Etiqueta: poesia

Autumn

The morns are meeker than they were,
The nuts are getting brown;
The berry’s cheek is plumper,
The rose is out of town.
The maple wears a gayer scarf,
The field a scarlet gown.
Lest I should be old-fashioned,
I’ll put a trinket on.

—Emily Dickinson

I Wandered Lonely As a Cloud

Narcissus 'Minnow'
Narcissus ‘Minnow’.

I wandered lonely as a Cloud
That floats on high o’er Vales and Hills,
When all at once I saw a crowd,
A host of golden Daffodils;
Beside the Lake, beneath the trees,
Fluttering and dancing in the breeze.

Continuous as the stars that shine
And twinkle on the Milky Way,
They stretched in never-ending line
Along the margin of a bay:
Ten thousand saw I at a glance,
Tossing their heads in sprightly dance.

The waves beside them danced, but they
Out-did the sparkling waves in glee:—
A Poet could not but be gay
In such a jocund company:
I gazed—and gazed—but little thought
What wealth the shew to me had brought:

For oft when on my couch I lie
In vacant or in pensive mood,
They flash upon that inward eye
Which is the bliss of solitude,
And then my heart with pleasure fills,
And dances with the Daffodils.

— William Wordsworth

Happy hour

por Lee Ann Roripaugh

I always forget the name,
delphinium,
even though it was the flower

the hummingbirds
loved best. They came in pairs—sleek,
emerald-bright

heads, the clockwork machinery
of their blurred wings
thrumming swift, menacing engines.

They slipped their beaks.
as if they were swizzle sticks, deep
into the blue

throat of delphinium and sucked
dry the nectar-
chilled hearts like goblets full of sweet,

frozen daiquiri.
I liked to sit on the back porch
in the evenings,

watching them and eating Spanish
peanuts, rolling
each nut between thumb and forefinger

to rub away
the red salty skin like brittle
tissue paper,

until the meat emerged gleaming,
yellow like old
ivory, smooth as polished bone.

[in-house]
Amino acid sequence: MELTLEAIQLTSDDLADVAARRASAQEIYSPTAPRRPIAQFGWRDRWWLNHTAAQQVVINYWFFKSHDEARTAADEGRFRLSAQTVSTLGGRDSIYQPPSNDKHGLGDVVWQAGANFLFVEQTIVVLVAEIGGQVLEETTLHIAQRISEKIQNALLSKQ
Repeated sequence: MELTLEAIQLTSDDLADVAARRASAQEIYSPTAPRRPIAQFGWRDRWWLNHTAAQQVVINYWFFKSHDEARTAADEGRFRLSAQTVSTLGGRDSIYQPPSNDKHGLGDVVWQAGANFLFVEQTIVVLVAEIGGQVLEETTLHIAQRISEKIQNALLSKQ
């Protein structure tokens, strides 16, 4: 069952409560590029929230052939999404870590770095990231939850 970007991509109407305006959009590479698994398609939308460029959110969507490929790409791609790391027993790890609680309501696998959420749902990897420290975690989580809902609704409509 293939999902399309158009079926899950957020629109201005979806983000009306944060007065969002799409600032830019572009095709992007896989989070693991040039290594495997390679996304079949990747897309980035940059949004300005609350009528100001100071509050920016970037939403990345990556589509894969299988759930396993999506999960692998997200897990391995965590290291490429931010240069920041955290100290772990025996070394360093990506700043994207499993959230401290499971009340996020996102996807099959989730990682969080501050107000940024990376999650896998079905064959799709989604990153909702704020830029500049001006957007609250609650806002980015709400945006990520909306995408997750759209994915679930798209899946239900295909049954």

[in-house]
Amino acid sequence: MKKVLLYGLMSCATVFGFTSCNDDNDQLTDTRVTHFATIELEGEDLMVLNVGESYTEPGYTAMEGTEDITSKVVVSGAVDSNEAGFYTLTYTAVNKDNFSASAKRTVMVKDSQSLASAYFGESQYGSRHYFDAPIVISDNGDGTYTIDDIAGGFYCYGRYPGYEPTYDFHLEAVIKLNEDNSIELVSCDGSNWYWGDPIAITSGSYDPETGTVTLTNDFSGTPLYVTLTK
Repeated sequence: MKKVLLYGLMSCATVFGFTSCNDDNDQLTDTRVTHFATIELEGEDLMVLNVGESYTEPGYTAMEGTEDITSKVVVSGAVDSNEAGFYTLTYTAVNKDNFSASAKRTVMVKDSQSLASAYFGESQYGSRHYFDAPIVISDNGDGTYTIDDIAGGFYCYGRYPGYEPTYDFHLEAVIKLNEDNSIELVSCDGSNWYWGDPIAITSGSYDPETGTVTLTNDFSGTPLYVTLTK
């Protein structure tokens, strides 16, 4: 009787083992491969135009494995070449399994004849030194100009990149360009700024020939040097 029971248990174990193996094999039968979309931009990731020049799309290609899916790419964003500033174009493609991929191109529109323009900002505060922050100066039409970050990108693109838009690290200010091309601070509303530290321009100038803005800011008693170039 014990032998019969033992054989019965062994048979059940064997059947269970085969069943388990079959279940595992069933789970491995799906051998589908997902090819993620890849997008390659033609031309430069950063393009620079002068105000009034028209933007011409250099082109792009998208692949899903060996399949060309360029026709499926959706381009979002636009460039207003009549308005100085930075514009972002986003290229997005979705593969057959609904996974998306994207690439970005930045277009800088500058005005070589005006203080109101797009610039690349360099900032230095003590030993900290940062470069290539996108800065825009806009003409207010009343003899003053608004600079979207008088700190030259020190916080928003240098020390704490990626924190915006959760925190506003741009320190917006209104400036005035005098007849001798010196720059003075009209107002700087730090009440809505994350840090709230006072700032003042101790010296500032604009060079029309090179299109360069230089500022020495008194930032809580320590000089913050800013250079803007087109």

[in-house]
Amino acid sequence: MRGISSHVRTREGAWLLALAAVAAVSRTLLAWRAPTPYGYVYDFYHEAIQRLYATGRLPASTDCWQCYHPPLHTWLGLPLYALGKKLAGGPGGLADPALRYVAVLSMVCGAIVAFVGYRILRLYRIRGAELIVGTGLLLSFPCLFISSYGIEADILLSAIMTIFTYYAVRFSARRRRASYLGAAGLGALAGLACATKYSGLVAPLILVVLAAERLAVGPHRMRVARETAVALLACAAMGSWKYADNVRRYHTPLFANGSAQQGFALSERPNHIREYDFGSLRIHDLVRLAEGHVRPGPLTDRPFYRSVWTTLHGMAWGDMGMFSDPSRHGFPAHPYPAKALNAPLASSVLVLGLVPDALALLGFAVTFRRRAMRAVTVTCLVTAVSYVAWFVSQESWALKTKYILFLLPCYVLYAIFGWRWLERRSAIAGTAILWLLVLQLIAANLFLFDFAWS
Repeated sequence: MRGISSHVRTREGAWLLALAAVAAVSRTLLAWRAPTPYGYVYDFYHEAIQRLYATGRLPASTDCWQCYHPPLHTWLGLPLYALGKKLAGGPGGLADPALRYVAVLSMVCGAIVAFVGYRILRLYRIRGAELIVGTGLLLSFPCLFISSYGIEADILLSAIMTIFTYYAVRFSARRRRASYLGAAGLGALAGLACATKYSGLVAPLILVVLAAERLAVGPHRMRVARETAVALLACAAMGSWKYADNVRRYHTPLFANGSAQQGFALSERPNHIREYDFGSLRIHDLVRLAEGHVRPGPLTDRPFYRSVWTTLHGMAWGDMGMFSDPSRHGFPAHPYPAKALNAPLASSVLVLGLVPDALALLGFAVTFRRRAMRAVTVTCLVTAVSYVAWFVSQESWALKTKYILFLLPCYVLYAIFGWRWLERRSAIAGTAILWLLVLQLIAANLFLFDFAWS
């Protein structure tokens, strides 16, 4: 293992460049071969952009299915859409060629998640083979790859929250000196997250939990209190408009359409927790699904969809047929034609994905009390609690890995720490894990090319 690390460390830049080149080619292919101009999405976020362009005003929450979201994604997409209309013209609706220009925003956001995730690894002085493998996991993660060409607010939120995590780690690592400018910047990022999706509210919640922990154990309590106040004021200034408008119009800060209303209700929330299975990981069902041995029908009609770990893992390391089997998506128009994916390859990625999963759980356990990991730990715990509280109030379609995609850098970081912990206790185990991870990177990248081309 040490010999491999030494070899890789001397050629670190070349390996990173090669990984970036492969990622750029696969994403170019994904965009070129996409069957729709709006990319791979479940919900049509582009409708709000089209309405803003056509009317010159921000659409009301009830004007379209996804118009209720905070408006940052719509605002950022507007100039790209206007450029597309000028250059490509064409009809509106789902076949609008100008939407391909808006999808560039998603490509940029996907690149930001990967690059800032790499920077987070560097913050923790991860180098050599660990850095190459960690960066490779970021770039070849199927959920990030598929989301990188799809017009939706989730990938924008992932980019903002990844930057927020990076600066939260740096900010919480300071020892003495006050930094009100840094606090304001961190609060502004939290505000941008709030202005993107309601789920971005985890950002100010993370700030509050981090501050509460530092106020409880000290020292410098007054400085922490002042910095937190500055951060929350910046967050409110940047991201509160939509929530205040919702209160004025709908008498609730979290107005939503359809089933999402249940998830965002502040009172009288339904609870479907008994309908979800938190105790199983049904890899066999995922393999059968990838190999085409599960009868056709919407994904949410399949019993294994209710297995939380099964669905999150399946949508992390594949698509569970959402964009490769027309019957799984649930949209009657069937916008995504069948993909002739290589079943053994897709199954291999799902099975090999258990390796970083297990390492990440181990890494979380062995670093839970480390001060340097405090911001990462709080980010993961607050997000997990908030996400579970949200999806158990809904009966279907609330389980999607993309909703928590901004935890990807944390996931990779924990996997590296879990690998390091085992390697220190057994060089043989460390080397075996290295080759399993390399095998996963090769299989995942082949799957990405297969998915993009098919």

And late August,
after exclamations of gold
flowers, tiny

and bitter, the caragana
trees let down their
beans to ripen, dry, and rupture—

at first there was
the soft drum of popcorn, slick with oil,
puttering some-

where in between seed, heat, and cloud.
Then sharp cracks like cap
gun or diminutive fireworks,

caragana
peas catapulting skyward like
pellet missiles.

Sometimes a meadowlark would lace
the night air with
its elaborate melody,

rippling and sleek
as a black satin ribbon. Some-
times there would be

a falling star. And because
this happened in
Wyoming, and because this was

my parents’ house,
and because I’m never happy
with anything,

at any time, I always wished
that I was some-
where, anywhere else, but here.

Chandos disse

Chandos disse ancinho
que significa?
Disse vaso.
Disse gardénias.

Coisas denotativas,
descomplicadas,
que significam?

Tadas aqui, ao chão
de um jardim,
que significam?, disse,
sentado, sensato, senil.

—Pedro Mexia (Uma Vez que Tudo se Perdeu, Tinta da China 2015)

Sem título

The scent of fresh wood
is among the last things you will forget
when the veil fails.
The scent of fresh white wood
in the spring sap time:
as thought life itself walked by you,
with dew in its hair.
That sweet and naked smell
kneeling woman-soft and blond
in the silence inside you,
using your bones for
a willow flute.
With the hard frost beneath your tongue
you look for fire to light a word,
and know, mild as southern wind in the mind,
there is still one thing in the world
you can trust.

—Hans Børlig (Norwegian Wood, Maclehose 2015)1

  1. Tradução do norueguês. []